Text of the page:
I brightened at the fact that procrastination is inheritable, that it wasn't just a "me" thing, that it actually came from a DNA thread that I had zippo control over. I also brightened with the New Yorker's findings that humans have been slackers since B.C. times. Yeah, BEFORE Christ, baby. The Egyptians were complaining about it with hieroglyphics, and ancient philosophers were condemning its annoyance as it was screwing up their thought patterns and making scroll-work tedious. Not alone I was. Still these revelations weren't excuses, they were pillows of comfort to my bruised mindset, but they didn't absolve that my real issue for putting things off was a lack of self-control.

"Once you've managed to get a routine of sorts chugging along, it will run on autopilot if you just provide the spark," Ragini at Rookie, said in her piece, How To Structure Your Days If You're Depressed. As tough as it was, as much as I was mentally kicking and screaming, I had to embrace being on a routine in order to get back mentally on track. All while depression, anxiety, fear, and insomnia was whispering in my ear, I had to tell them shut the mess up and push them out of the door of my mindset.

Ragini describes in her piece (which is a great read, btw) about handling her depression-laced procrastination by doing 'micromanaging', and it's a process that I have started doing somewhat recently. Micromanagement is the act of transforming your day, your life into pieces or manageable blocks, or chunks of time. At first I was skeptical about it, mostly because it seemed daunting. I mean, I had to work at this? *body rolls over a bag of mini Twix like a sloth* But once I gave it a shot, in just a few days, I saw that it was helping me immensely with edging myself out of my depressive states. Slowly, I wasn't procrastinating, I was de-cluttering my mindset, I was seeing the mountain of tasks that I had been avoiding depleting. I wasn't going at a fast speed, no, I was going at a speed that I was capable of handling, and it was working.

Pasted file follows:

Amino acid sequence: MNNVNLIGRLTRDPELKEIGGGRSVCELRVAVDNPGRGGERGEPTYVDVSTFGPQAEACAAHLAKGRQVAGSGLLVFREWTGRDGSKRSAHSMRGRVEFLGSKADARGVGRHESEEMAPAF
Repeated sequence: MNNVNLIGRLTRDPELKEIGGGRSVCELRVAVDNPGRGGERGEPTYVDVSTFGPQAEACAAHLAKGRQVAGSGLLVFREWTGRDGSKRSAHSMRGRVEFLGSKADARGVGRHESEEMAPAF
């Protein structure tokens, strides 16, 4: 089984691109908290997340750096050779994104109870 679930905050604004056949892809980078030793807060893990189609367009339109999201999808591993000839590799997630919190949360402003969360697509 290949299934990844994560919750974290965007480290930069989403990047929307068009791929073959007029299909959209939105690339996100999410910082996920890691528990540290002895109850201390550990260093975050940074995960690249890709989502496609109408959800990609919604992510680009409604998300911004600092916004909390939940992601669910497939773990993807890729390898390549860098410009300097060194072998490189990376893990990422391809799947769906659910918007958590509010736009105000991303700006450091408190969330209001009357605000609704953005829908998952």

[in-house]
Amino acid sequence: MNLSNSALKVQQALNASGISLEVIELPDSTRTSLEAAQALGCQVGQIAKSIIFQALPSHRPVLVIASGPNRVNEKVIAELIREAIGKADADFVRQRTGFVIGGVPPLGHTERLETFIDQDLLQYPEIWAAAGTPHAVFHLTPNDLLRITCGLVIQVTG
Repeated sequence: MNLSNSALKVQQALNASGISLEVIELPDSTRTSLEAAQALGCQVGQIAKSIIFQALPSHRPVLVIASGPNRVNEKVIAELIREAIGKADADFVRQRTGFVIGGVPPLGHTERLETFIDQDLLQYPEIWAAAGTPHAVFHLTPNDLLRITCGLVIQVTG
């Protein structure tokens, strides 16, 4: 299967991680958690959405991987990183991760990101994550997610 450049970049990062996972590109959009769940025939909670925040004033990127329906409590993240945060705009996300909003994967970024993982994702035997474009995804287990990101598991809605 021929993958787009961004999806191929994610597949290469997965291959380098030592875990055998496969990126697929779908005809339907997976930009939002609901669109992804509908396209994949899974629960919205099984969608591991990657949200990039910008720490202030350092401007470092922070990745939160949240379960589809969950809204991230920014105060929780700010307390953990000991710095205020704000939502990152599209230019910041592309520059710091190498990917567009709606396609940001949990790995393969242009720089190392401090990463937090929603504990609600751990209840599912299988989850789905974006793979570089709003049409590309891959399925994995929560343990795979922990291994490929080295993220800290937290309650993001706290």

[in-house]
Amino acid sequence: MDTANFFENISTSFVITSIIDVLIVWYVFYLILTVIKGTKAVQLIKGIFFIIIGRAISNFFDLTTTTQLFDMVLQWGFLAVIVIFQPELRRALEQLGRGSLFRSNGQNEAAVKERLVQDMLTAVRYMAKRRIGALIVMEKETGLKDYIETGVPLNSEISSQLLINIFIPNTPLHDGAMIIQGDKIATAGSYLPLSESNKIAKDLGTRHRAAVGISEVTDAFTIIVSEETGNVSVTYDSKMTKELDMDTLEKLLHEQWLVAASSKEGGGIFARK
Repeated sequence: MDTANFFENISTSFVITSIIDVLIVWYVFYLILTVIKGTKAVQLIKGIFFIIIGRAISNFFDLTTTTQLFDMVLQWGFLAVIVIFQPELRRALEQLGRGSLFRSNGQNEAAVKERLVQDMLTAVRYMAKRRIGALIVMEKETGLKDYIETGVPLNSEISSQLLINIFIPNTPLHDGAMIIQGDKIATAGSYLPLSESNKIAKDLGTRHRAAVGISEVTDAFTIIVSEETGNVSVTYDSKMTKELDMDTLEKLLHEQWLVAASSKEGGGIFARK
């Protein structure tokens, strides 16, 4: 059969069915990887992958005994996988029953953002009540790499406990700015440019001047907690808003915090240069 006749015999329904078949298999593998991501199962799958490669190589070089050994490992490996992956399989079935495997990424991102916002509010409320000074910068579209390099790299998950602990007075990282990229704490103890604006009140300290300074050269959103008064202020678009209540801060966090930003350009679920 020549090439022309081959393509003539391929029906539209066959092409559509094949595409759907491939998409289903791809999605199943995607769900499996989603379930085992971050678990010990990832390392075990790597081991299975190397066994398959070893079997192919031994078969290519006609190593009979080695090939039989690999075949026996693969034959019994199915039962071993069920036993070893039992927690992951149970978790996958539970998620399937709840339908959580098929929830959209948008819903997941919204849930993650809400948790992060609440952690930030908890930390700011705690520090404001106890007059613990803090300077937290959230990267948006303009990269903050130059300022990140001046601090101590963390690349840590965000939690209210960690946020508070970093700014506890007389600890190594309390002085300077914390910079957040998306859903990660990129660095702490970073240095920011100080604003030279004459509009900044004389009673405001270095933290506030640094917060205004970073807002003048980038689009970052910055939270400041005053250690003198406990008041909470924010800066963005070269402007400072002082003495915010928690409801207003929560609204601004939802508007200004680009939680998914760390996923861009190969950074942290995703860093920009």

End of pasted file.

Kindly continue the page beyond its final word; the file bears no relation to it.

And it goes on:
To micromanage, you have to literally break down all the things. From cleaning, to working, to social networking time --- you gotta break it ALL down. How can this be done?

First, think about your short term goals, the things you can do that take up less time and less effort. For example, I had massive clutter in my closets, dresser drawers, and bathroom cabinets. So instead of thinking: "I GOTTA DO IT ALL NOOOOOW!!!" I told myself (calmly): "Do one drawer a day, then the next day do a bathroom cabinet, then the next day do one side of the closet..." When I thought this and when I got up and did the action, I felt...better. Relieved. I had done something for the day and I felt good. I felt worth. Like it was said, when you're depressed from being unemployed, that inadequacy pops up, but now I felt adequate even though it was me tossing out random empty shopping bags that I had collected in my closet for some bizarre reason. I had completed a task, and I was ready and motivated to do more. And though it took almost a full month, I had cleaned up my entire habitat and it wasn't this crazy Amazonian jungle of clothes, shoes, jewelry, books, and boxes --- it was organized and manageable.